Report On Internal Control and On Compliance and Other Matters City of Philadelphia Fiscal Year 13

Audit Date: August 18, 2014
Audit Categories
  • Financial
Controller: Alan Butkovitz
Audit Tags
  • Finance,
  • Grants,
  • Internal Controls,
  • Revenue,
  • Treasurer

Executive Summary

For Immediate Release
Aug. 18, 2014

Contact: Brian Dries

Butkovitz Says Revenue Department Failed to Monitor City’s Billing & Collections
City Controller’s report finds lack of communication with departments,
some with employees whom were not trained as accountants

FY2013 Internal Control and Compliance Report

PHILADELPHIA – City Controller Alan Butkovitz today released the FY13 Internal Control and Compliance Report that found the Revenue Department neglected to provide adequate oversight of the billing and collection functions of other City departments.

Revenue did not routinely provide guidance to the departments or regularly communicate with department personnel performing the billing and receivable duties, some of whom were not trained as accountants. In one instance, Revenue did not review a $389 million write-off by the Fire Department to ascertain whether or not it should be removed from the City’s financial statements.

“Revenue simply accepted the figures the Fire Department’s accountant provided and never scrutinized the numbers for anomalies and errors,” said Butkovitz. “The Fire Department performed an unauthorized write-off that Revenue should have questioned.”

For an appropriate write-off to occur, the City Charter requires that departments must submit the delinquent accounts to the Accounts Review Panel, which determines if the owed balances are uncollectible and then approves the removal of funds from the City’s financial statements.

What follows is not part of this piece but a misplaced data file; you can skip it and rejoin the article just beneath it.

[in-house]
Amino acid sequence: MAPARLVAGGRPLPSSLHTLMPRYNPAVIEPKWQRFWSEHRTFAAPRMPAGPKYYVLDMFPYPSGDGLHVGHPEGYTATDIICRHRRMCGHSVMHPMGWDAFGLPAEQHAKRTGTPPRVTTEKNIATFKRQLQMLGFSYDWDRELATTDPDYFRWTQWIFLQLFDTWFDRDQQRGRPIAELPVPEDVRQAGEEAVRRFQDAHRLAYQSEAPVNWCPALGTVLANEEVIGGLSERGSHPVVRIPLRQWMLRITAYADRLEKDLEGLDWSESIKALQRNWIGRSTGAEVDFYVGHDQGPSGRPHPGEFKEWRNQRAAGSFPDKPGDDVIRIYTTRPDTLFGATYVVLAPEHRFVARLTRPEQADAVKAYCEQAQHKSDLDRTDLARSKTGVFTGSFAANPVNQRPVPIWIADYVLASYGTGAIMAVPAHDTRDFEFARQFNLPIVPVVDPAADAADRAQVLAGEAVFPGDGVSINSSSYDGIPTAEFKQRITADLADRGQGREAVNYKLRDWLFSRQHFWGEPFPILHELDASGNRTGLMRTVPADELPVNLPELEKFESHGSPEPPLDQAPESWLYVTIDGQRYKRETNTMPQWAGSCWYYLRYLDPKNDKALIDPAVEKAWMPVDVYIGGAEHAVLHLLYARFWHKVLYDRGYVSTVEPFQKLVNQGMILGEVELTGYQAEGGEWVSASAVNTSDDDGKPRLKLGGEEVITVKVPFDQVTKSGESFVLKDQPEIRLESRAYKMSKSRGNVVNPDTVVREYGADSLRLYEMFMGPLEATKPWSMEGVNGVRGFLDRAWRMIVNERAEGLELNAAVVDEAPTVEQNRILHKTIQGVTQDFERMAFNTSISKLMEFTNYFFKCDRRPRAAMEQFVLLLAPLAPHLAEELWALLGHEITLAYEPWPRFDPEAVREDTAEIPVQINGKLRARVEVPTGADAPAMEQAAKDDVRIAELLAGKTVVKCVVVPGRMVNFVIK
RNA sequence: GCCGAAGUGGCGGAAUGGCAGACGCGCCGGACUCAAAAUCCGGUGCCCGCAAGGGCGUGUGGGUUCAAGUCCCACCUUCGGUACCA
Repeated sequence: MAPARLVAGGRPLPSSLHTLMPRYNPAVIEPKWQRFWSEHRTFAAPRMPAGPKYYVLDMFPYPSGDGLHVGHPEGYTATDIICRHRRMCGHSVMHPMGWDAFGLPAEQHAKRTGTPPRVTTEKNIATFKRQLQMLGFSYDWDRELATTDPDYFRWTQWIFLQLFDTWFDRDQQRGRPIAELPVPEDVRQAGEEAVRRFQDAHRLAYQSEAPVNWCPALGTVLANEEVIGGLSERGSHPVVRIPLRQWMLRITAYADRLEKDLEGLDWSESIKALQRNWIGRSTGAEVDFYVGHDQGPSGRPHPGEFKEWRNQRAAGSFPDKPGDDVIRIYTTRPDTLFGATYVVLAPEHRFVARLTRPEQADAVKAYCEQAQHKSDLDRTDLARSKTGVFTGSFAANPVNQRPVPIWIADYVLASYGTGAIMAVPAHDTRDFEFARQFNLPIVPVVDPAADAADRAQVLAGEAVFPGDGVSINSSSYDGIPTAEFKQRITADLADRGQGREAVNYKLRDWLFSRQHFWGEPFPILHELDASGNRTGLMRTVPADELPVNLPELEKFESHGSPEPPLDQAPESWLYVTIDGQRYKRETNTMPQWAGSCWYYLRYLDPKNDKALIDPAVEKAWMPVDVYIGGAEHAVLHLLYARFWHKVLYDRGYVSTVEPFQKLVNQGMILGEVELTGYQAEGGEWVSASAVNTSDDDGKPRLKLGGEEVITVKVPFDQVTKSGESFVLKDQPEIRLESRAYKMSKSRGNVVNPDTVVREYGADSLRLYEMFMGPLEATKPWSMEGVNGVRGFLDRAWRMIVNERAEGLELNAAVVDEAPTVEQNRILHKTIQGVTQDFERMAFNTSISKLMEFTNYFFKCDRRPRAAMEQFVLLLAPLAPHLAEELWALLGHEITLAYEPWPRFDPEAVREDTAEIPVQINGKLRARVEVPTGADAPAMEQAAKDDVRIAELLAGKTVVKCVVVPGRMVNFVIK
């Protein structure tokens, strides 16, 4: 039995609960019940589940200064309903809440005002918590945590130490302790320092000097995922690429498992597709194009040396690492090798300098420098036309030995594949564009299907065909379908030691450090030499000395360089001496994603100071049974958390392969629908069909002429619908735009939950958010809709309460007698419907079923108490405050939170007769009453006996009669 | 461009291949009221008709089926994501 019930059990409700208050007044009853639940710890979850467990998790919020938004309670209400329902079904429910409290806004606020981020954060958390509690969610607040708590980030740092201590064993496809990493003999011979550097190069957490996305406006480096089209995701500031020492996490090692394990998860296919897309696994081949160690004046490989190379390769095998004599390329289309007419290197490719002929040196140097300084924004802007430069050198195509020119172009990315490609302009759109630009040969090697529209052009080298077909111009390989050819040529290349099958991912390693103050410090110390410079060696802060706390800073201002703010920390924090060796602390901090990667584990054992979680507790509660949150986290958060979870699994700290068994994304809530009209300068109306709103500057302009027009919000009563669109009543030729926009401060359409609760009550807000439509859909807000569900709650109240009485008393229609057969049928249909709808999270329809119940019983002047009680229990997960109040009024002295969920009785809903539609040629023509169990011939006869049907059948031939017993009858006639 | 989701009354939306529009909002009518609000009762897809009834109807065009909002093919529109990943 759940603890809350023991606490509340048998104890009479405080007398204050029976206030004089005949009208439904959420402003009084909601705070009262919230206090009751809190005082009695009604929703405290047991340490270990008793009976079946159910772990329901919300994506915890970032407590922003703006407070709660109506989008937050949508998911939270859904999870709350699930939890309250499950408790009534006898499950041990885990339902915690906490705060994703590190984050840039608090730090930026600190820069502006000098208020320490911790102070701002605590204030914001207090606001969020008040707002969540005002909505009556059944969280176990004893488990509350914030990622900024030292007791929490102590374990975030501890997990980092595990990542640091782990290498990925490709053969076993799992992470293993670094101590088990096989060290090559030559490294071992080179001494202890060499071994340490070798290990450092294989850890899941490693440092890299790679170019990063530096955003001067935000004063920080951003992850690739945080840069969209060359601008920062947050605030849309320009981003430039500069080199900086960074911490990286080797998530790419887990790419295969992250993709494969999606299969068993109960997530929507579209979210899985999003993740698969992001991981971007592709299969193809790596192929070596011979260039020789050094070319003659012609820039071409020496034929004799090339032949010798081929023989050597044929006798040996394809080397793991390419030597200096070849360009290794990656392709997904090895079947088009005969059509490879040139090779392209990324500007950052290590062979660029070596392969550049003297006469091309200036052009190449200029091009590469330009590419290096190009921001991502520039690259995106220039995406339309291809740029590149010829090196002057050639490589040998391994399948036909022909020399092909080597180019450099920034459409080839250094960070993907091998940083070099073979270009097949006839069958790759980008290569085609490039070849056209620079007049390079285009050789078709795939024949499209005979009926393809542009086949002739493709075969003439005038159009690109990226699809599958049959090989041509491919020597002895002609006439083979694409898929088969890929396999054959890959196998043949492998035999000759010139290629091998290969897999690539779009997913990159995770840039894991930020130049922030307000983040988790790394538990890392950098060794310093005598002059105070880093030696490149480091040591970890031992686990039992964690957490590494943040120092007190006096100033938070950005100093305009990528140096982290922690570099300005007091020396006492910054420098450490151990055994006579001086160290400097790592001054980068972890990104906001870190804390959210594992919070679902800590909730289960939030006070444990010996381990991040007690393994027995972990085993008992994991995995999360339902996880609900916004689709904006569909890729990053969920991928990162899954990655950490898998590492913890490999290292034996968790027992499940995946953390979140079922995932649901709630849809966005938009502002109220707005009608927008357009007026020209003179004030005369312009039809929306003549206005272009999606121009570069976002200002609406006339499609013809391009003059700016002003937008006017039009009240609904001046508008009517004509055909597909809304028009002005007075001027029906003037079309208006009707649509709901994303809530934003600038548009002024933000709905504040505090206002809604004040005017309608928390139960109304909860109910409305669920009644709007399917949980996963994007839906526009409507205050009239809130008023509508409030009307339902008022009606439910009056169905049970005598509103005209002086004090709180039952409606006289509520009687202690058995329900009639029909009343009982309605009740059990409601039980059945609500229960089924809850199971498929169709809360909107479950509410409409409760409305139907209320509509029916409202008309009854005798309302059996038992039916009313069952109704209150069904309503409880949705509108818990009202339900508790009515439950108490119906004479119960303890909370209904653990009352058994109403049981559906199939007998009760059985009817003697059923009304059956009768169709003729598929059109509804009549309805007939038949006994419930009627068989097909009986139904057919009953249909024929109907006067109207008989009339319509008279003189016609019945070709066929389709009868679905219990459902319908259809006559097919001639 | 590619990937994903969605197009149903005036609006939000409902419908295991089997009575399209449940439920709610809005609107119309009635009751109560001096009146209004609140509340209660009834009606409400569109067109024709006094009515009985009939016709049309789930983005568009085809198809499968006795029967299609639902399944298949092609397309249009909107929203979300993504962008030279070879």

“It’s critical that all policies and procedures are followed, no matter if its four dollars or four hundred million dollars,” said Butkovitz. “Revenue failed to monitor city departments’ responsibilities of billing and collecting.”

In addition to inadequate oversight of receivable balances, the Controller’s audit revealed more than $89 million in payroll costs that were approved by unauthorized employees. The names of employees who were approving payroll for individual departments did not match the names on the official signature files maintained by the Finance Office.

Standard Accounting Procedures for Signature Authorization Cards require a signature verification process and establishes the appropriate employee rank that can be designated to approve an agency’s bi-weekly payroll. Of the total 55 city agencies reviewed, 25, or 45 percent, had unauthorized employees performing executive-level approval of the bi-weekly payroll.

“Finance needs to review the executive-level approvers in the payroll system to ensure that all individuals are properly authorized and have appropriate access to the system,” said Butkovitz.